Adapting for agile technology can be quite a challenge, especially if your business has existing systems in place, and marketing technologies in use, for numerous purposes. When they don’t seem to naturally work in sync with one another, how do you choose the right type of technology to prepare for the future, without disrupting what you already have in place?
We talked about the struggles large businesses face with our Solutions Architect, David Wendt, who has held various data-driven marketing roles in the finance industry, where he’s worked in both agile and traditional, corporate organisations.
What was it like working in a non-traditional business structure?
I enjoyed being in an agile organisation model since this led to more transparency, focus and better teamwork. Our teams were multi-disciplined with members from various departments, and these teams didn’t require approval from a traditional manager for required actions. This autonomy increased our speed and agility; before, the process would’ve involved getting mandates and approval from the board. Having to do so can eat into valuable time which could have been spent elsewhere.
What do you think are the major problems that big organisations face nowadays in terms of structuring for agility?
One of the biggest challenges that many large organisations face is adjusting to the new digital world whilst older systems are still in place and hindering progress. In the finance industry, many big organisations follow the policy of ‘if it’s not broken, don’t fix it’; which is a valid point, if we consider that financial institutions are the lifeline of the modern economy and support millions of customers every day. However, this mindset, supported by the golden age before the credit crunch, led to many financial institutions not focusing enough on maintaining and renewing their data landscape for the future. Many still have yet to take the first step towards preparing for new technology - they question how to cope with unexpected costs and compete successfully against upcoming FinTechs.
These organisations face the problem of balancing two issues: continual adaptation for new technology for customer-centricity on one hand, and the decommissioning of old technology on the other. These two issues should receive equivalent attention, but in practice, many large companies pool most of their resources into their core business systems. With customer journey orchestration solutions like Relay42’s platform, these systems can be integrated with newer technologies without any disruption, and data can be activated quickly and seamlessly.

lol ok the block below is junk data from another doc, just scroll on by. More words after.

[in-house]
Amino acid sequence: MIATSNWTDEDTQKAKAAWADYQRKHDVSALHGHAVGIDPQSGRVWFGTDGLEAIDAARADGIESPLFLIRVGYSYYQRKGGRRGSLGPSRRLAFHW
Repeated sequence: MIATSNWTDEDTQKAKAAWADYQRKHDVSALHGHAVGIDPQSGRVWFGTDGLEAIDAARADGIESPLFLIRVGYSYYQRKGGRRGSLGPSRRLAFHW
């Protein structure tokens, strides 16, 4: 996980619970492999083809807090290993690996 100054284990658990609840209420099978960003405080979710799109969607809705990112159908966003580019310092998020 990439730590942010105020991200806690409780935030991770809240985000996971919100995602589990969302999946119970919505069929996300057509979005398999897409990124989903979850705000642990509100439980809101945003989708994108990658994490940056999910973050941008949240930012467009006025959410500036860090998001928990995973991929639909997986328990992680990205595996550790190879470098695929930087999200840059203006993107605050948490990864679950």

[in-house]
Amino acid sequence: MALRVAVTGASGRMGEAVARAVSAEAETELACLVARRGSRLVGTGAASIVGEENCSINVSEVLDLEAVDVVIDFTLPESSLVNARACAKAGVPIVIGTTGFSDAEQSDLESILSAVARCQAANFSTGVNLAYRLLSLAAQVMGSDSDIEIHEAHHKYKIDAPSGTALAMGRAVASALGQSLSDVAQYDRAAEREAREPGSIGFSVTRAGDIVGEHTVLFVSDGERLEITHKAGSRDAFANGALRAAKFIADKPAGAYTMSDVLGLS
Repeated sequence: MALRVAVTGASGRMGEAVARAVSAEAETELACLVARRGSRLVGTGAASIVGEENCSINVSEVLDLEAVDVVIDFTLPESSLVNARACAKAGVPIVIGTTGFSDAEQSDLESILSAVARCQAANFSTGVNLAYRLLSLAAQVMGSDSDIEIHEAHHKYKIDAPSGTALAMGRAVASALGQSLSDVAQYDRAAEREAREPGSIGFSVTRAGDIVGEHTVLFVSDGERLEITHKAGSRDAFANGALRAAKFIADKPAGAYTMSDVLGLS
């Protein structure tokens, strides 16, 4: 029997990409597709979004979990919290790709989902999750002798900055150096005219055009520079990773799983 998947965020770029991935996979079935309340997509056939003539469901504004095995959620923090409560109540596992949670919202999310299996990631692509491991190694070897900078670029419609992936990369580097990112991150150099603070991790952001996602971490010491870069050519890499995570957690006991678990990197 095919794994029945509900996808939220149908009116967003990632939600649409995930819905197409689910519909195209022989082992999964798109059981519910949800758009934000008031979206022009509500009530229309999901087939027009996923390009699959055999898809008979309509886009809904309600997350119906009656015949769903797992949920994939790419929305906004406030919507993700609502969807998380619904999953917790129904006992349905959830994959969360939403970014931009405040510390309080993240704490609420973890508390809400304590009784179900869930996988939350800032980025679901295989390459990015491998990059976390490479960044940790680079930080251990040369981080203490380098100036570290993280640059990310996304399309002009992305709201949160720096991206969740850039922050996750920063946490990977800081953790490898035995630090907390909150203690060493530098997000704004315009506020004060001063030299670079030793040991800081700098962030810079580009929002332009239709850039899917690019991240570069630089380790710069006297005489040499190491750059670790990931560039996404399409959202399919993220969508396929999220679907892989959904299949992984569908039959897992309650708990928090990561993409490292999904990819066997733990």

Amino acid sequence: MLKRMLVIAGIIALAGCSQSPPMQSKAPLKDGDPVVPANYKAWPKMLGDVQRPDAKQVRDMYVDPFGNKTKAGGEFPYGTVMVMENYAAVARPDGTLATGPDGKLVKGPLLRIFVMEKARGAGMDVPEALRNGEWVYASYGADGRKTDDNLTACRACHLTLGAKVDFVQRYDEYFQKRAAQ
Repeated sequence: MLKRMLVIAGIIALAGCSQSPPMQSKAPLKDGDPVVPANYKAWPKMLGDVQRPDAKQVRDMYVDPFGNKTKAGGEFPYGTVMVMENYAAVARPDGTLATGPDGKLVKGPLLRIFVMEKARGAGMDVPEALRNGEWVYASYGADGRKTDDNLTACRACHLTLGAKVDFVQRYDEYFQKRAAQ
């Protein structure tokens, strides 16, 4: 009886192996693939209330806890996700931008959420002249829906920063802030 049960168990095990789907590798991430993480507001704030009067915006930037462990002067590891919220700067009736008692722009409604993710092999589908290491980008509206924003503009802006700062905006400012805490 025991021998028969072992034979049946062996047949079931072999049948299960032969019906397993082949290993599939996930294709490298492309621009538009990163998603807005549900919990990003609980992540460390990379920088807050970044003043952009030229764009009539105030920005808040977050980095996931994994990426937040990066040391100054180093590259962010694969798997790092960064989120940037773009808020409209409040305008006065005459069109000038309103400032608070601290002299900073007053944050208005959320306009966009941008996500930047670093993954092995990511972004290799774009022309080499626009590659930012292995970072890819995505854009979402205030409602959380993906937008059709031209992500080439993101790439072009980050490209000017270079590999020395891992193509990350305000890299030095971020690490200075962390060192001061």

How can they organise to make better use of technology?
Because FinTechs are challenging banks to rethink their age-old roles, the part that financial institutions play is changing from siloed to customer-centric business models. This major transition has been a hurdle for institutions who have been firmly set in their conventional view of how they do business, and what their role is in serving their financial customers.
I believe these companies can organise to make better use of agile technology by creating interdisciplinary teams. I’ve seen companies with such siloed departments that department members didn’t even know what technology was currently being used. This can cause confusion and even redundancy in what technology is implemented. Fluid teams comprised of people from different departments allow you to create buy-in throughout teams and stakeholders. When departments can work with one another without the intermediate bottleneck of a manager, it facilitates productivity and clear communication of what technology is being used, and why.
How should companies organise for success with new technologies?
First, you must decide if your focus is on customer acquisition or retention. Once your marketing strategy is decided, you have to break down the customer journey into phases. Rolling out these phases incrementally to show results is the best practice. How do you do this? By prioritising quick wins and plotting longer term strategic focuses. By picking the simplest, least complex phases with the highest impact first, it can not only get you quick results, but it can also aid in getting your team used to the product. This can be especially helpful with future, more complex phases of the customer journey. With a broader scope, organisations can approach this from a cost perspective by initially only optimising media spend based on customer intent or interest. By doing so, you also deliver a more relevant customer experience.
What is your favourite thing about working in marketing, with a specific focus on technology?
As a Solutions Architect, I love applying my role to real life. I take a good look at how customer data is collected and how marketing is delivered in innovative ways, such as how holograms or virtual reality (VR) can be used for one-to-one personalised marketing. I believe it’s important to stay relevant in a world that is perpetually becoming more digital. By doing so, it gives me better understanding of what customers do and how to apply it within our platform to make it work for them.
Want to learn more about delivering one-to-one journeys beyond your own organisational walls?
Guide: 3 customer journeys to reach beyond business silos